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(Yonhap Interview) Oh Chi-gyun does not ask, but just paints

All News 17:27 April 05, 2017

By Woo Jae-yeon

SEOUL, April 5 (Yonhap) -- Like a student who feels under pressure to finish one's homework, artist Oh Chi-gyun paints from seven in the morning till the evening. When he skips this daily routine, he gets anxious. Even after 30 years of doing so, Oh, now an established artist, still feels he is permanently behind on his homework.

Oh said the hardworking trait is from his late mother, who worked in the field as soon as dawn broke. She came back home to make breakfast for 10 children and then went out again to work until the sun sank behind the ridgelines.

The image provided by artist Oh Chi-gyun shows "Figure 213," his self portrait, painted in 1997. (Yonhap)

As the exhibition title "Oh Chi Gyun, Just Paints Without Words," which is currently running at the Seoul Museum of Art, suggests, Oh has rarely been in the public eye. Instead, he has spent all his energy and time in painting like a "racehorse," as he put it. Speaking to media and spending time socializing with gallery officials felt like a waste of time, he said during an interview with Yonhap News Agency at his three-story studio in southern Seoul on Wednesday.

Nevertheless, his paintings -- self-portrait, life in New York, landscape, persimmons and lighting -- are in hot demand and have been actively traded in the Korean art market. Thick and solid strokes are created solely by fingers, not a brush, and warm touches and heavy textures, suggestive of impressionism, brings a warm depth and vivid life to his paintings.

"I didn't like how space was cut and divided by a brush. So I began applying paints onto the canvas with my fingers. It was much easier for me to express as I wanted," the 61-year-old artist said.

The image provided by artist Oh Chi-gyun shows "Last winter," painted in 1995. (Yonhap)
The image provided by artist Oh Chi-gyun shows "Company Housing at Night," painted in 2007. (Yonhap)

He moved to New York in 1986 to enroll in the master's program at Brooklyn College, with the money he had collected by running an art institute in Korea. But shortly after he moved there, he was swindled out of most of his savings by an acquaintance.

Devastated and in despair, all the dark and gloomy aspects of the city made themselves suddenly visible to him. He felt deep empathy for the homeless on the streets and started identifying himself with them in his "Homeless" and "Figure" series. The sense of total helplessness and misery that engulfed him during the first few years of his New York life is painfully and vividly depicted in the bleak paintings.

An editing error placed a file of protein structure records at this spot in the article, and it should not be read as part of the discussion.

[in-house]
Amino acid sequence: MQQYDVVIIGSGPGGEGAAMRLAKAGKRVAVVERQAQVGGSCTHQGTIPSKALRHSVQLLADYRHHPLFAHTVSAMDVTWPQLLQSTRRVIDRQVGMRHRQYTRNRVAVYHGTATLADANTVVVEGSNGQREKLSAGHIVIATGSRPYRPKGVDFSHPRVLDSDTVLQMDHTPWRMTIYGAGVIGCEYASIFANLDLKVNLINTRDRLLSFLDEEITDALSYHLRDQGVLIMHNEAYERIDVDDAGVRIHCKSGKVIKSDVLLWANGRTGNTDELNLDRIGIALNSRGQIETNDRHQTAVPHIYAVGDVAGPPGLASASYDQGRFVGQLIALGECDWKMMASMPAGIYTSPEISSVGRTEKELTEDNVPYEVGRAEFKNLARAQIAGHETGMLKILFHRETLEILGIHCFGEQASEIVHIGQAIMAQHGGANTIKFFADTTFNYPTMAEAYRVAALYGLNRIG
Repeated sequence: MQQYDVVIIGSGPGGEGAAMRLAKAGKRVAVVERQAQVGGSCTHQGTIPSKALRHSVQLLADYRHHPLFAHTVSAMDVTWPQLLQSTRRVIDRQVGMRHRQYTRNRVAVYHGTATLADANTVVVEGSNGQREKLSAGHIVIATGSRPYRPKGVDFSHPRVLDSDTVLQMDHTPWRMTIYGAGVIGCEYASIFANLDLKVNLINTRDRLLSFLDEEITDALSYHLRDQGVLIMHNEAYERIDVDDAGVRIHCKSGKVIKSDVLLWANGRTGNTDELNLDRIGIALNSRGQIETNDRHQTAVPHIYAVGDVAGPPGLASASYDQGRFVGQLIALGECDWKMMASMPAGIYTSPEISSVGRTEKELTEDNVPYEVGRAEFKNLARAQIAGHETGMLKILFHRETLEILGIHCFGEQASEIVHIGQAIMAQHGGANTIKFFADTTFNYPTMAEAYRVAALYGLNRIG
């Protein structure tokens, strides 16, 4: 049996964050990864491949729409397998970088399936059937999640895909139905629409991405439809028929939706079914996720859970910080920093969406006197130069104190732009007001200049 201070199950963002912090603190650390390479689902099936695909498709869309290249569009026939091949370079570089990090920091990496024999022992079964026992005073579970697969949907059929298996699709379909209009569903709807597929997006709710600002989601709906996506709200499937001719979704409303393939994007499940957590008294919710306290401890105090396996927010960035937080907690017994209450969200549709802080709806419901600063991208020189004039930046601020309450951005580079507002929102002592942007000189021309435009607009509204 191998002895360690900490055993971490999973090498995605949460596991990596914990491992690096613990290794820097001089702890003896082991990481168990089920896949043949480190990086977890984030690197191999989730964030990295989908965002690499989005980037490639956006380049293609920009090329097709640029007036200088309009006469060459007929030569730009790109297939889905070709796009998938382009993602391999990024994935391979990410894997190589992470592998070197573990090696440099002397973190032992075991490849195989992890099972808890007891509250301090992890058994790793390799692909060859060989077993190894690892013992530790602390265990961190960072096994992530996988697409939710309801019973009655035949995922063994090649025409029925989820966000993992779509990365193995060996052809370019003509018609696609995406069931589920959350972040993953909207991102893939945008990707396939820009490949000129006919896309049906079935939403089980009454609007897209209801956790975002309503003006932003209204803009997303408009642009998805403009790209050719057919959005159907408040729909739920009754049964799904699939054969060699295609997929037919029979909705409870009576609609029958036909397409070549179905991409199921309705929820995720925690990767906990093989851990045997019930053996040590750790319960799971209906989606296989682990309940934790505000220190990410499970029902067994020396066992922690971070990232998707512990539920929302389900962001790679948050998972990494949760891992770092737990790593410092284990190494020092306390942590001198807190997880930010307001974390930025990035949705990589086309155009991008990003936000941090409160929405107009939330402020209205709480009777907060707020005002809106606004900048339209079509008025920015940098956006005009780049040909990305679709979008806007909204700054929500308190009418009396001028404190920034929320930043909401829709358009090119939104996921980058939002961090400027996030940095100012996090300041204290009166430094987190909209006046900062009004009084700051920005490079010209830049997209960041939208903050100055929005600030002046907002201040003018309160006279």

"I've been through a lot. I felt desperate as if I was in the middle of a rainstorm where I couldn't make out anything ahead of me. Even when I painted a flower, it turned out to be dark," he said.

The image provided by artist Oh Chi-gyun shows "Figure," painted in 1986. (Yonhap)
The image provided by artist Oh Chi-gyun shows "Empire State," painted in 1994. (Yonhap)

The city New York displays a different persona depending on the artist's mental status and living condition at the time of painting, a formula that applies to most of his paintings throughout his oeuvre. During the two other different periods of his life in the city -- in 1993-95 and 2014 -- his paintings became much brighter.

When he briefly suffered from panic disorder and paralysis in his leg in 2013, he obsessively painted lamps and glowing light, clinging to the hopeful message it implies. Soon after he recovered, he suddenly wondered how New York was like in autumn. When he went back to the city, he suddenly noticed things that he hadn't been able to see: The city was full of trees that were changing colors so magnificently. He got to paint them as they were there to be painted.

"My hearts naturally find the subject that I can connect to. When the world asks me something, I reply by painting." he said.

The image provided by artist Oh Chi-gyun shows "Persimmon," painted in 2014. (Yonhap)
The image provided by artist Oh Chi-gyun shows "Blue Bricks," painted in 2001. (Yonhap)


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